Tag Archives: hydroelectric power

Industrial Iceland, Industrial Nature and Industrial People

Þjófafoss on the Þjorsá is a lovely spot, rich in wildflowers, lichen and wondrous lava blobs under Búrfell and Katla, and then there are the falls, which are stunning.

Traditionally, the fall stretched from the cliff to the left, and over the rubble field to the right of the current fall. The pool below the fall was hardly so. 2/3 of the fas would have been underwater.

Historically, this was a green land until 1104, when the volcano Hekla filled it in. After that, it ran as a high rapid in a monumental flow. Now it is a fall. The water of the Þjorsá is diverted away from it to run two power plants. It stands as a warning against becoming too enamoured with “Nature” in Iceland. It is often an industrial product, either as a constructed landscape, the planted forests of the North East …

Ásbyrgi

… or even the great fjord lake, the Lagarfljót, in the East…

Hydroelectric Outflow Now: the Lagarfljót below Hallórmstaður

Not to mention the Blue Lagoon, which is the outflow from a power plant, too.

There are many more examples. The great black sand beaches of Heraðsandur, for example, with its re-engineered rivers and outflow strewn across the entire East Coast by wind, currents and tides.

This industrialization of landscape raises many questions. If this were happening in Canada, it would be called encroachment on Indigenous space, which it would be. Because there is a myth that there were no people living in Iceland before the Icelanders came in the 9th century, Icelanders can escape that one. There were Irish, and walruses, but someone the Irish don’t count and the walruses are, well, not human, although I don’t see why that should make a difference. We are looking at walrus country without walruses.

Settlers on the Skagaströnd

Instead of carrying the weight of settler colonialism, which burdens countries like Canada, the United States, Australia and South Africa, Icelanders claim a history of settlement, of claiming and developing wild land in the middle of the Atlantic. It sounds benign, but what it means is the very industrialization of landscape I have described above. Even sheep, all 3,500,000 of them in the country, are industrial, and have turned the country from a birch forest into a desert.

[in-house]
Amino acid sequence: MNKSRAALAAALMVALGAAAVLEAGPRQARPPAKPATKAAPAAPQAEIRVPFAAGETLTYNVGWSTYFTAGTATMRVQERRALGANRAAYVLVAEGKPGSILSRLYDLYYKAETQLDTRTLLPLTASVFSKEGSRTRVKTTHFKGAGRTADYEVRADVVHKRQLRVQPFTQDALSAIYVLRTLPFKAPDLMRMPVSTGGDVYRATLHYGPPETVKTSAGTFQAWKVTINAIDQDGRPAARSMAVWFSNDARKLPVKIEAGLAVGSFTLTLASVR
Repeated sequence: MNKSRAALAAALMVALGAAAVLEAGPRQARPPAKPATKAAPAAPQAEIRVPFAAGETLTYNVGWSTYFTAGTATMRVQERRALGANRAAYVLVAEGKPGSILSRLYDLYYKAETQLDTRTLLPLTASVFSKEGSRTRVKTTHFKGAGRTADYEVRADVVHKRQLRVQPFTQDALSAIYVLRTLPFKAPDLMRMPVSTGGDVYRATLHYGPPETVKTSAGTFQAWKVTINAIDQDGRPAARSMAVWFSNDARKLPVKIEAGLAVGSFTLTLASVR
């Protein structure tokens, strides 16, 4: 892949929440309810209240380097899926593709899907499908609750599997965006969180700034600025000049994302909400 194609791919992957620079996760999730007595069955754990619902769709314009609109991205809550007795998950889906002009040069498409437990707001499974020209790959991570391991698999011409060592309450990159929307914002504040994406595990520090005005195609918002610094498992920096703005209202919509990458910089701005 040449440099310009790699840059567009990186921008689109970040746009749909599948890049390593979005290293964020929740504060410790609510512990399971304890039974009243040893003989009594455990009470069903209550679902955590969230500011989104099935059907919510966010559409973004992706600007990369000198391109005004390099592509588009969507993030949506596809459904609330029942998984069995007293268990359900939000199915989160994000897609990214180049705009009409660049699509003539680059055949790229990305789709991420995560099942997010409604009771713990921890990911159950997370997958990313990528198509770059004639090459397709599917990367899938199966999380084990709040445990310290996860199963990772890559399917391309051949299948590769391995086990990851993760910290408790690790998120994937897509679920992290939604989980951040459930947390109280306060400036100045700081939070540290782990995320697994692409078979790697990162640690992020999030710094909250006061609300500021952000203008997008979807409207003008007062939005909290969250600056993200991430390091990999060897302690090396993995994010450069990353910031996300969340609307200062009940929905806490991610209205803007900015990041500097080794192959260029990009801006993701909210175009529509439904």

Settlers at Starmyri on the Selá

The wind takes over as soon as their hooves cut the sod.

Kirkjubær

Iceland markets itself as pristine nature now:

https://guidetoiceland.is/connect-with-locals/regina/jokulsarlon-glacier-lagoon

And that’s the other side of this story. Wonderful places like the Lagarfljót, Heraðsandur and the Jökulsárlón are embedded in a story of global climate change, melting glaciers and eroding dunes. So much of what there is to see in Iceland is of this process. It doesn’t make it less beautiful, but it does make it fraught. It’s not pristine nature that one views in Iceland, so much as nature’s reaction to human industrialization, often by visitors who are a vital part of that industrialization. Nature is, pure and simple, an industrial product in Iceland. It is still wonderfully beautiful, but it is more an image of technology for a technological people than it is a land in and of itself. Even this blog, after all, is a technological product.

The Icelandic Past Lives On, Even Though the Angels Have Fallen

Thor’s Shield, the shield volcano after which all the rest are named, has been cross-stitched with pylons, in this highly-industrialized landscape off the beaten tourist path. That is “nature” in Iceland, and yet look at the ancient stone bird in the foreground. The old country is here, too, but not as a metaphor and not as a transfer of energy into modern forms.

Skaldbreið and Pylons  from Uxahryggir

These are the old forms, continuous with forms yet unborn. I am waiting for the writers of Iceland to be the guides that the writers of the sagas were once, who gave us a completely new take on the world, an alternative to East or West.  It’s not my place to say whether Iceland’s writers should walk down a path to the yarn-telling of crime literature or not (although most are), but it should give pause that Gunnar Gunnarsson ‘s The Black Cliffs was the first crime novel in Iceland, and it did not shy away from ambiguity, irony, contemporary themes or the deep, deep past in which they are embedded, just as the fallen angel-bird above is embedded in this mountain pass equally with Thor’s Shield or the power line from contentious dams to an American aluminum plant. In other words, the past is with us. It is not possible to forget it, only to silence it, and, thereby, to end the present.